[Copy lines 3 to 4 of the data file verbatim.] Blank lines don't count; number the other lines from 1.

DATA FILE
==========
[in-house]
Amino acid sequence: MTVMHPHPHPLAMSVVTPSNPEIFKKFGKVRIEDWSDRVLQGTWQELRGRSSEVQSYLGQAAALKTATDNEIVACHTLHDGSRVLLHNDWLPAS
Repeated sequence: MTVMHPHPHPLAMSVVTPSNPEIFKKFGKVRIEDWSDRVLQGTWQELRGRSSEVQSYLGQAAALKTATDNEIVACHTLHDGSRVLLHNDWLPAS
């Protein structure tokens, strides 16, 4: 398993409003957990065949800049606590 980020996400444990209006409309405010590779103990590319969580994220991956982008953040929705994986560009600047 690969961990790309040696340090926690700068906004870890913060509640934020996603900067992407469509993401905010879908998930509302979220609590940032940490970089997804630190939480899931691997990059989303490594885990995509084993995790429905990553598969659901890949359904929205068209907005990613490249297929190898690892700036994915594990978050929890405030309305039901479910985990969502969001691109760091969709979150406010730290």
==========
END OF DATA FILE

Repeated sequence: MTVMHPHPHPLAMSVVTPSNPEIFKKFGKVRIEDWSDRVLQGTWQELRGRSSEVQSYLGQAAALKTATDNEIVACHTLHDGSRVLLHNDWLPAS
């Protein structure tokens, strides 16, 4: 398993409003957990065949800049606590 980020996400444990209006409309405010590779103990590319969580994220991956982008953040929705994986560009600047 690969961990790309040696340090926690700068906004870890913060509640934020996603900067992407469509993401905010879908998930509302979220609590940032940490970089997804630190939480899931691997990059989303490594885990995509084993995790429905990553598969659901890949359904929205068209907005990613490249297929190898690892700036994915594990978050929890405030309305039901479910985990969502969001691109760091969709979150406010730290």